- The first: Catching sight of a deer on the trail. The trail has gone through a lot of land signed for hunting, but this was the first “wildlife” I had seen. Who doesn’t love to see deer? (Don’t answer that Bloomington friends whose gardens are being destroyed by them….). In addition to that one sighting, there was a lot of scat on the trail/road. I had to wonder what other beasties might have me in their sights….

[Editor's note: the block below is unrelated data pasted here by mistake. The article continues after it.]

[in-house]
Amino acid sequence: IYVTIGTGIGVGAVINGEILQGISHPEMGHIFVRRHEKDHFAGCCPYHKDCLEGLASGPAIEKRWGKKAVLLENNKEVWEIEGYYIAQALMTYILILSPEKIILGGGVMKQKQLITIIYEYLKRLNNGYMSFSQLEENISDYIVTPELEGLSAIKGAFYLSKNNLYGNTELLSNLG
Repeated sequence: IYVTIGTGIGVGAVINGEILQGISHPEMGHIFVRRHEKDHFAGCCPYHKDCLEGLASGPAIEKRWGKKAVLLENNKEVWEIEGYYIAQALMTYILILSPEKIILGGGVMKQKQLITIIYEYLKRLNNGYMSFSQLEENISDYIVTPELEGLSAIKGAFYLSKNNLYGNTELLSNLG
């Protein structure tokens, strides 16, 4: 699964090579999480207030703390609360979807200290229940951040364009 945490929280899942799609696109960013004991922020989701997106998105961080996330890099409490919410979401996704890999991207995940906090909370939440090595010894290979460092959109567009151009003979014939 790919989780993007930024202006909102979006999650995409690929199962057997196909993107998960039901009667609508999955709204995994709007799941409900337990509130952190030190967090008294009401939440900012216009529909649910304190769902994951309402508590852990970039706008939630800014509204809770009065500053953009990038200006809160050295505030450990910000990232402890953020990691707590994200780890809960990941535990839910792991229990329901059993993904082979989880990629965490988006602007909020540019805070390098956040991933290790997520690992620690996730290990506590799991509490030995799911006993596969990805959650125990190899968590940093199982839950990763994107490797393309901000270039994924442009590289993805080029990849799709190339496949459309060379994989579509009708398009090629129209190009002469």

- The second: I met David at his very unique Casa de los Dioses cantina in the middle of nowhere. His story begs to be told, so bear with me and I’ll do my best to tell it (in one long paragraph because that’s the only way to maintain this numbered list…). I really dawdled at this stop because I found David absolutely fascinating. I walked up to his not-so-little complex where, in addition to some pleasant landscaping and some ramshackle (sort of) buildings, David had set up five or six hammocks, a self-service covered counter with muesli (my choice; hadn’t had breakfast yet), soy, rice, and regular milk, coffee, juices, sugar, cinnamon, chocolate, nuts…, and, on the side, big baskets of fruit: apples, bananas, kiwi, oranges. David yelled out from behind a wall where he was washing dishes and silverware, heating water for coffee, and squeezing more oranges for a drink: “Help yourself! It’s a gift! Enjoy!” He later came round with a clean spoon for me. Sandrina, the Romanian from last night, was at the stop when I arrived, so David was using English as the common language. When Sandrina moved on, however, we switched to Spanish and I learned a lot more about this very sincere–but enigmatic–dreamer who has been giving gifts of food to pilgrims at this site for the past 10 years. “I am moving on,” he told me. “I know now that I am supposed to just take off and walk and walk.” He explained that just a week or so ago he had returned to his “cantina” after wandering for six months (three of them barefoot), but that now he had discovered that it was time for him to leave for good. “I have to live my values. Now I live in contradiction with my values. Look at this fruit I give to pilgrims. It takes trucks and planes to get some of this fruit here. Too many resources. And for what? The pilgrims today aren’t seeking spiritual enlightenment like they were when I started here. They don’t even know why they are doing the Camino. They do it with such little thought, just because they heard about it, heard that they should do it. They are all materialistic. I need to get away from materialism. Look. See. I don’t wear a watch. I don’t have a phone. I don’t even have money. But I am not a beggar. No. I don’t beg.” “Do you depend on the good will of others, then?” I asked. “No, not on good will. I depend on their nature, their opening to the god-force within them.” We sat and talked for a good half hour. Mostly, I listened. There was no reason for me to challenge him, or for me to ask him details about how he could actually survive for any length of time without money. For one thing, he seems to have already been doing it for quite some time. Do you kind of get the picture? A little bit? It was maybe somewhat like visiting the Desert Fathers from the 3rd century, seeking their wisdom. I asked him if he had read any of Carlos Casteneda’s books. (He had, but not too impressed.) Me? No, I am not ready to imitate this (just) 44-year-old from who-knows-where (native speaker of Spanish, but I didn’t press for his personal info; it seemed more prudent to just listen, assenting when I could honestly do so, merely listening and pondering most of the time). Most of the pilgrims passed by or perhaps grabbed a piece of fruit, asking only where they should put their donativo [donation]. “No, it’s a gift. You don’t need to give anything. I do it for love. But if you feel like giving a gift in return, there is a box over there.” Those passing quickly had no idea that David plans to leave his operation in a few days “to walk and walk and walk,” giving others a chance to bring out their divine nature as they interact with him. “I just don’t believe in the Camino anymore, in what it has become. And I know now that I cannot change other people. I have to be my most authentic self.” I certainly couldn’t disagree with him that materialism and the “creation of need” defines our culture and our lives…. Lots to think about.